One of the hardest things to get in this world is a truthful, or at least a somewhat realistic, or at the very least a not totally fabricated unemployment number, but every country has its own bureaucratic madness in pursuing obfuscation. And Germany is no exception. Official unemployment—3,081,706 unemployed and an unemployment rate of 7.3%—dropped to a two-decade low in January, but a recreational dive into the Federal Labor Agency’s monthly report (Monatsbericht) reveals another story.
The numbers were touted by politicians in the governing coalition, from Chancellor Angela Merkel on down, amid media hyperventilation about Germany’s superior economic model, though dark clouds have already appeared.
Even French President Nicolas Sarkozy, who is struggling to hang on to his job for another five years, is obsessed with Germany’s mysterious success in bringing down its unemployment rate and can’t help but mentioning it every time he speaks about fixing the French economy. But the Federal Labor Agency’s monthly report reveals many pages into it—surprise, surprise—that the headline numbers issued with unrounded Teutonic precision have only a tenuous relationship with reality.
Turns out, certain groups of unemployed people are systematically excluded from the official unemployment numbers, though they’re listed in the monthly report and are known—unlike the inscrutable statistical adjustments meted out in the bowels of the US Bureau of Labor Statistics. On second thought, statistical adjustments must also be taking place in Germany because the numbers still don’t add up. These are the excluded groups:
– Participants in “select measures of active labor market policies,” such as obtaining qualifications and professional training: 1,075,004.
– Participants in “activation” and “job integration” programs: 127,742
– Those in “preretirement-like ruling (special status)”: 106,973
– Participants in government-paid job training: 154,648
– People who are called in inimitable German, “1-Euro-Jobbers.” They perform tasks that are deigned communally useful, such as clearing snow from city streets in Leipzig: 133,298.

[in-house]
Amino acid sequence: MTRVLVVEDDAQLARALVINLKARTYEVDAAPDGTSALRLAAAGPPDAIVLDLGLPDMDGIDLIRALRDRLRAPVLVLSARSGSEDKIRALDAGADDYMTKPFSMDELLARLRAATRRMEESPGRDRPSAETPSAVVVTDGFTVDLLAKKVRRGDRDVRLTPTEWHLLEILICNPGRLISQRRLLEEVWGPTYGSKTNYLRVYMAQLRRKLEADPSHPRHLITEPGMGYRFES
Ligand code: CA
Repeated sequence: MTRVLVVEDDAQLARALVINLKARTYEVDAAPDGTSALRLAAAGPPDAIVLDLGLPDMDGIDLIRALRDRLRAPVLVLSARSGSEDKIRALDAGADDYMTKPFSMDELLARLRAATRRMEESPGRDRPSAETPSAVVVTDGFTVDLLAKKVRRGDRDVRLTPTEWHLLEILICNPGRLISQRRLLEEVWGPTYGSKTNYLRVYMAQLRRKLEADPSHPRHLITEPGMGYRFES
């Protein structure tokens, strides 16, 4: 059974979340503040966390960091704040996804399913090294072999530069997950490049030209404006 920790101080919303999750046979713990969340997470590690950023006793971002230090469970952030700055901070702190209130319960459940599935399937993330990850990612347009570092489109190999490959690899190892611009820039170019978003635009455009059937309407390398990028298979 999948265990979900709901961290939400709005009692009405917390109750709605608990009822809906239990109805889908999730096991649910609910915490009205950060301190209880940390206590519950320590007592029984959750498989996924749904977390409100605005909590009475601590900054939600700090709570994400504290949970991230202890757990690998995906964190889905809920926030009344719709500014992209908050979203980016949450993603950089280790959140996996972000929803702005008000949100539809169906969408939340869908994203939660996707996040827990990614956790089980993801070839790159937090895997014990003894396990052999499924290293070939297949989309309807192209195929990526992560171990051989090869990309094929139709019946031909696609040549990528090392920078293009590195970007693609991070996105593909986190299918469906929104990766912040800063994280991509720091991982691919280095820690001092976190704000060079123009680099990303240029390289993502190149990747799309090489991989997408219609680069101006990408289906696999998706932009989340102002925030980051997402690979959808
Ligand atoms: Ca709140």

– Participants in language courses, integration courses, and other programs that are funded by agencies other than the Federal Labor Agency: 72,513
– Participants in citizens jobs programs: 21,823
– People who are difficult to find jobs for: 9,533
– Unemployed who are temporarily sick: 68,202
In total: 1,701,534.
Added to the headline number of the officially unemployed (3,081,706), we get a total of 4,783,240. And it does not include the underemployed who are stuck in part-time jobs but are looking for full-time jobs.
Alas, in January, 5,394,064 people actually received unemployment compensation. So clearly, I must have missed a few categories.
But it gets even worse: People 58 and older are excluded from the official unemployment numbers, even if they’re desperately looking for a job. They don’t receive unemployment compensation but, conveniently, pre-retirement compensation. So they don’t count for the simple reason that they’re too old to count. That’s the German baby-boom generation. They’re turning 58 in massive numbers and fall unceremoniously off the unemployment lists. In September 2011, the last month for which official numbers were available: 374,592.
Add them to the 5,394,064 official recipients of unemployment compensation to obtain 5,768,656.
And what about those who aren’t eligible for unemployment compensation? While they receive “social aid” and other forms of support, they don’t count as unemployed.
So, like in the US, the actual number of unemployed people and the actual unemployment rate remain a mystery, despite the confidence-inducing but false sense of accuracy that these grotesquely unrounded numbers provide. And in the end, unemployment in Germany is probably close to double the official headline number.
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